The four active solid state components comprise an integrated circuit timer 34, a driver transistor 36 coupling the timer to the oscillator, and a Darlington oscillator comprising the transistors 38 and 40, the latter being the power transistor of the oscillator. The function of the integrated circuit 34 is to turn the oscillator on and off at predetermined intervals. In the circuit presently being manufactured the on/off duty cycle is approximately I second on and I second off, plus or minus a half a second, this being an arbitrarily selected pulsing pattern. The integrated circuit timer 34 is a standard module made by Signetics and designated 555V, and is connected using the various pin numbers as shown in FIG. 3. This type of circuit is well known per se, for instance being described in Radio Electronics Magazine in an article beginning on page 62 of the October 1972 Edition. The time constant is determined by the resistors 42 and 46 and by the capacitor 44, these components being coupled with pins 7, 6, and 2 of the integrated circuit and supplied with DC power through the current-limiting resistor 46. Pins 4 and 8 of the integrated circuit are connected to the B+ supply line 35 while pin 1 is grounded. The output of the integrated circuit is an on/off square wave which is substantially symmetrical and has approximately a 2 second period, the output appearing at pin number three of the integrated circuit is coupled through a resistor 48 to drive the base of the driver transistor 36. This transistor has a grounded emitter, and its collector is connected with the B+ line 35 through a load resistor 50 which forms part of the direct coupled base circuit of the next transistor 38 including a resistor 52 and two diodes 54 and 56. When the transistor 36 is non-conductive, the base of the first Darlington oscillator transistor 38 tends to rise to a potential limited by the two diodes 54 and 56 and by the IR drop across the resistor 52; whereas when the driver transistor 36 is conductive the base of the first transistor 38 is essentially grounded, thereby biasing off the oscillator comprising the transistors 38 and 40. Note that regenerative feedback is supplied via the resistor 64 to the base of the transistor 38, although this feedback is effective to sustain oscillation only when the driver transistor 36 is nonconductive. This will be described in greater detail hereinafter.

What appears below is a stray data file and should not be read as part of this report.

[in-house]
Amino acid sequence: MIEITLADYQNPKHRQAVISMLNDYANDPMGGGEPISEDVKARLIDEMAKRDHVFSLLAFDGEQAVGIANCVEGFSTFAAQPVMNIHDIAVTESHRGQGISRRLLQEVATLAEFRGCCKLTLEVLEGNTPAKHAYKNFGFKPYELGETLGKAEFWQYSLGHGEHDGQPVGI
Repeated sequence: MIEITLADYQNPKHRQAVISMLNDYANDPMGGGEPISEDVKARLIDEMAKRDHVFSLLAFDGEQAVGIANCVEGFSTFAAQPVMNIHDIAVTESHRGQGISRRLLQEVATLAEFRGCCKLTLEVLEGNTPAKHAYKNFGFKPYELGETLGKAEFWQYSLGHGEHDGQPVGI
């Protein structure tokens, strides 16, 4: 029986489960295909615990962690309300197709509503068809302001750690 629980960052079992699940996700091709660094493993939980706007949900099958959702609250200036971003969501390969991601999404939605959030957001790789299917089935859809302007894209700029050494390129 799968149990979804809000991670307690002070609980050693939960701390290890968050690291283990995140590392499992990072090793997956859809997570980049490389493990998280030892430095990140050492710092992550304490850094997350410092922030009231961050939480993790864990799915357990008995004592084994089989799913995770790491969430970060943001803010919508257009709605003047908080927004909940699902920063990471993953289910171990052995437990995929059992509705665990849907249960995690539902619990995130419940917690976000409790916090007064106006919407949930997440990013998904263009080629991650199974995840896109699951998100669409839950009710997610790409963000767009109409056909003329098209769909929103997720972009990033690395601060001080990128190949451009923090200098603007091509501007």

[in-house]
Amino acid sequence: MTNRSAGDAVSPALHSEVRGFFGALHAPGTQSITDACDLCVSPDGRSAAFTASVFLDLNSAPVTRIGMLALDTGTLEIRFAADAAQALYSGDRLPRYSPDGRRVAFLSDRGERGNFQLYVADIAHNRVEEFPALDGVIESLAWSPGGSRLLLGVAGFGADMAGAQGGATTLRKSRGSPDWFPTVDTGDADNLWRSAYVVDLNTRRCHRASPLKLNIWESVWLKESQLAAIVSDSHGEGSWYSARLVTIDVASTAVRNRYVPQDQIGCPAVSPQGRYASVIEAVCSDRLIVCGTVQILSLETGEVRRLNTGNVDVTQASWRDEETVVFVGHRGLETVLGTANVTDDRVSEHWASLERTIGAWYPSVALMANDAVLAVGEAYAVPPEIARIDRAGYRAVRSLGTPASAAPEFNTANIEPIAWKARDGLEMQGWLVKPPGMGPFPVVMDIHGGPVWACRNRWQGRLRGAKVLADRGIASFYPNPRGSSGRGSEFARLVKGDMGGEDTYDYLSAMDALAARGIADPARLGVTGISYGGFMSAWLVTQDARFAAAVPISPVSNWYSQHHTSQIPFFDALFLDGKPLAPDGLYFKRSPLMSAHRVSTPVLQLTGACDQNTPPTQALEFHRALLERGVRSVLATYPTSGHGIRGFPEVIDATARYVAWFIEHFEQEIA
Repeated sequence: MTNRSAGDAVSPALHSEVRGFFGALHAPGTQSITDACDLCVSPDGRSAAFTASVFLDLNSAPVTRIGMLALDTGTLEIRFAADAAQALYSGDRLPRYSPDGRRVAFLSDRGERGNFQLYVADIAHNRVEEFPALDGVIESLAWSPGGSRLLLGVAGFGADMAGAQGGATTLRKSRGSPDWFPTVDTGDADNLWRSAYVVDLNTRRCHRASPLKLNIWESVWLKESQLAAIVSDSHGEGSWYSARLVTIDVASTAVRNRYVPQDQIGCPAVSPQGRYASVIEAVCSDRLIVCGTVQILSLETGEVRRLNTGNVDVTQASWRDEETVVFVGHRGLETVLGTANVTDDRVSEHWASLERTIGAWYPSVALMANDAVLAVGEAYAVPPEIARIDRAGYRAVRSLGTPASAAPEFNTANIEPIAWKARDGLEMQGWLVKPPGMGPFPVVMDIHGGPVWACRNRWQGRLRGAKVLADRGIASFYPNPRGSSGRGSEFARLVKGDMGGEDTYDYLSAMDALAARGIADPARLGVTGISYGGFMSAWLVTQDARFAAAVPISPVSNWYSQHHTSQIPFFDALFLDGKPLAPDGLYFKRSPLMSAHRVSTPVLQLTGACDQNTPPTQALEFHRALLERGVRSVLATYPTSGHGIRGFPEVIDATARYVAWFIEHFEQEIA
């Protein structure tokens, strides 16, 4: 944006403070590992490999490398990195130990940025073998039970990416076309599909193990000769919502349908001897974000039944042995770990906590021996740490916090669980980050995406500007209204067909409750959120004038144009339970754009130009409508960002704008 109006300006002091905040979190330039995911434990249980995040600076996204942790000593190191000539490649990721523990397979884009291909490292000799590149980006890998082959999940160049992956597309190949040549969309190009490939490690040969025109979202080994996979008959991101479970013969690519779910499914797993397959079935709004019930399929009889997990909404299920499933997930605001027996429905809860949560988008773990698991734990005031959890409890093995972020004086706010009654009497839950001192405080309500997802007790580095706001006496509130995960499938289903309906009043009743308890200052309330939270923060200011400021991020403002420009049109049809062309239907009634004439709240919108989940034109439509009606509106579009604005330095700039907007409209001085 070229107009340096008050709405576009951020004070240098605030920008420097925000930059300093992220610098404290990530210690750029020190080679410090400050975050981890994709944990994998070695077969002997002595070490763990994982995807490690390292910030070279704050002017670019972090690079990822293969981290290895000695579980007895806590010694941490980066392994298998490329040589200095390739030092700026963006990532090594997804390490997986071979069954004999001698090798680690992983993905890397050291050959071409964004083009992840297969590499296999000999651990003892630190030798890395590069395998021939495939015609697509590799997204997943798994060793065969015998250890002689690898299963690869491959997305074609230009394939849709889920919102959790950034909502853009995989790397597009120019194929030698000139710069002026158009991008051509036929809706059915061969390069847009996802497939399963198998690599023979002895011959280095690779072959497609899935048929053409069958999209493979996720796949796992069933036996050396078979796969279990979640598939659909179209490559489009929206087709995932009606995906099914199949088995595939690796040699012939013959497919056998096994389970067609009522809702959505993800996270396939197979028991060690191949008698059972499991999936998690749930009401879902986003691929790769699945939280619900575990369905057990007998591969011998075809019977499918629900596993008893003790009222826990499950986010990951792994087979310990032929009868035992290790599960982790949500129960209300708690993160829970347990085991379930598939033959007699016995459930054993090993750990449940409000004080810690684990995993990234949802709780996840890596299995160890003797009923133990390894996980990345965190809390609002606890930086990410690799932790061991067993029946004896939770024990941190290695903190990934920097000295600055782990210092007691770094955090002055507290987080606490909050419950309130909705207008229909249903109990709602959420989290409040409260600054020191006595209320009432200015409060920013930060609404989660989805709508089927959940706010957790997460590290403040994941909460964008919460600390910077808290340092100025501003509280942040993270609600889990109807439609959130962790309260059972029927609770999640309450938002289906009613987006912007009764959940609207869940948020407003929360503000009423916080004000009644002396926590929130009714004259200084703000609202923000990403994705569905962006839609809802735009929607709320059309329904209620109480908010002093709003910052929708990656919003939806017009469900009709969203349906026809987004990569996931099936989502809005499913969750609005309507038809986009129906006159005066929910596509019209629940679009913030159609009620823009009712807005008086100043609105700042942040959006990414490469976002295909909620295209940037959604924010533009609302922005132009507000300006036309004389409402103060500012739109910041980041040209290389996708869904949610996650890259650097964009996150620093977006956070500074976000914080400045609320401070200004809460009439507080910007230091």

The Darlington oscillator comprises an emitterfollower transistor 38 and a power transistor 40 connected across the capacitive half of a resonant tank circuit including the inductance 60, the capacitor 62 and the transducer 20. The collectors of the Darlington transistors derive B+ through the inductance 60 whose other end is connected to the DC supply line 33. The resistor 37 and the Zener diode 39 are used to regulate the DC voltage down to 15 volts at which level it can be supplied to the timer 34 and to the driver transistor 36 via the wire 35. The capacity of the capacitor 62 is so much greater than the internal capacity of the transducer 20 that the capacitor 62 should be thought of as merely a direct-current blocking device which has no appreciable impedance at the oscillatory frequency of the transducer. Therefore, the phase across the transducer 20 should be considered as opposite to the phase across the inductance 60. The feedback electrode 29 of the transducer 20 is located with respect to the crystal 24 of the transducer in such a way as to provide a correct feedback phase to be applied to the base of the transistor 38. This feedback is applied through the resistor 64 and the wire 58 and causes the Darlington circuit to oscillate. The resistor 66 develops drive from the emitter of the transistor 38 to the base of the transistor 40, while the resistor 68 together with the capacitor 70 provide a bias level on the emitter of the transistor 40 sufficient to limit its current when in the fully conductive condition.